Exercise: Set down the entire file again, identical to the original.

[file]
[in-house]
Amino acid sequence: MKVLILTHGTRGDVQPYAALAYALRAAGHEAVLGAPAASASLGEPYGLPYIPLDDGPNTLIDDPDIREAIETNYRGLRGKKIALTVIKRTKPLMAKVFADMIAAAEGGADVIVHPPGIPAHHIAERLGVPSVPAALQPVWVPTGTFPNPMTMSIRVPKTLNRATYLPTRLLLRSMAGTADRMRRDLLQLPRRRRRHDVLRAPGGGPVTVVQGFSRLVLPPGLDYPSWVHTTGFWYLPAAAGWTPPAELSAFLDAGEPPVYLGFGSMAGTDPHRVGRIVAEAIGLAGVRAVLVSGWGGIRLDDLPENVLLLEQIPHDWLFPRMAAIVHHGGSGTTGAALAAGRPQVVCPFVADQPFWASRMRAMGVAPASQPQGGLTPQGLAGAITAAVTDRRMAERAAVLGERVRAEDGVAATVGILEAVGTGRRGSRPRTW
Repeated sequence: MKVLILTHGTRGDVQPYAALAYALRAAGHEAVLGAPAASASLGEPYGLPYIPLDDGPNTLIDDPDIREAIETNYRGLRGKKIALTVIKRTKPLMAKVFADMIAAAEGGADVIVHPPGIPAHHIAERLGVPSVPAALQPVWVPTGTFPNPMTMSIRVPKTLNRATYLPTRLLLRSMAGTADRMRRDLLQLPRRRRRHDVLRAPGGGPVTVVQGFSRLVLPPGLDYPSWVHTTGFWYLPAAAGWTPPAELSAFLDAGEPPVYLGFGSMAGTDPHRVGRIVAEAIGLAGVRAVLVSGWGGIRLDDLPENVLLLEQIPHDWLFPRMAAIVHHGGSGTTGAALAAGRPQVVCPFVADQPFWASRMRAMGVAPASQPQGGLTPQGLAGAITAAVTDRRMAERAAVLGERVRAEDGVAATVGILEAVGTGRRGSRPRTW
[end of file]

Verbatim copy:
[in-house]
Amino acid sequence: MKVLILTHGTRGDVQPYAALAYALRAAGHEAVLGAPAASASLGEPYGLPYIPLDDGPNTLIDDPDIREAIETNYRGLRGKKIALTVIKRTKPLMAKVFADMIAAAEGGADVIVHPPGIPAHHIAERLGVPSVPAALQPVWVPTGTFPNPMTMSIRVPKTLNRATYLPTRLLLRSMAGTADRMRRDLLQLPRRRRRHDVLRAPGGGPVTVVQGFSRLVLPPGLDYPSWVHTTGFWYLPAAAGWTPPAELSAFLDAGEPPVYLGFGSMAGTDPHRVGRIVAEAIGLAGVRAVLVSGWGGIRLDDLPENVLLLEQIPHDWLFPRMAAIVHHGGSGTTGAALAAGRPQVVCPFVADQPFWASRMRAMGVAPASQPQGGLTPQGLAGAITAAVTDRRMAERAAVLGERVRAEDGVAATVGILEAVGTGRRGSRPRTW
Repeated sequence: MKVLILTHGTRGDVQPYAALAYALRAAGHEAVLGAPAASASLGEPYGLPYIPLDDGPNTLIDDPDIREAIETNYRGLRGKKIALTVIKRTKPLMAKVFADMIAAAEGGADVIVHPPGIPAHHIAERLGVPSVPAALQPVWVPTGTFPNPMTMSIRVPKTLNRATYLPTRLLLRSMAGTADRMRRDLLQLPRRRRRHDVLRAPGGGPVTVVQGFSRLVLPPGLDYPSWVHTTGFWYLPAAAGWTPPAELSAFLDAGEPPVYLGFGSMAGTDPHRVGRIVAEAIGLAGVRAVLVSGWGGIRLDDLPENVLLLEQIPHDWLFPRMAAIVHHGGSGTTGAALAAGRPQVVCPFVADQPFWASRMRAMGVAPASQPQGGLTPQGLAGAITAAVTDRRMAERAAVLGERVRAEDGVAATVGILEAVGTGRRGSRPRTW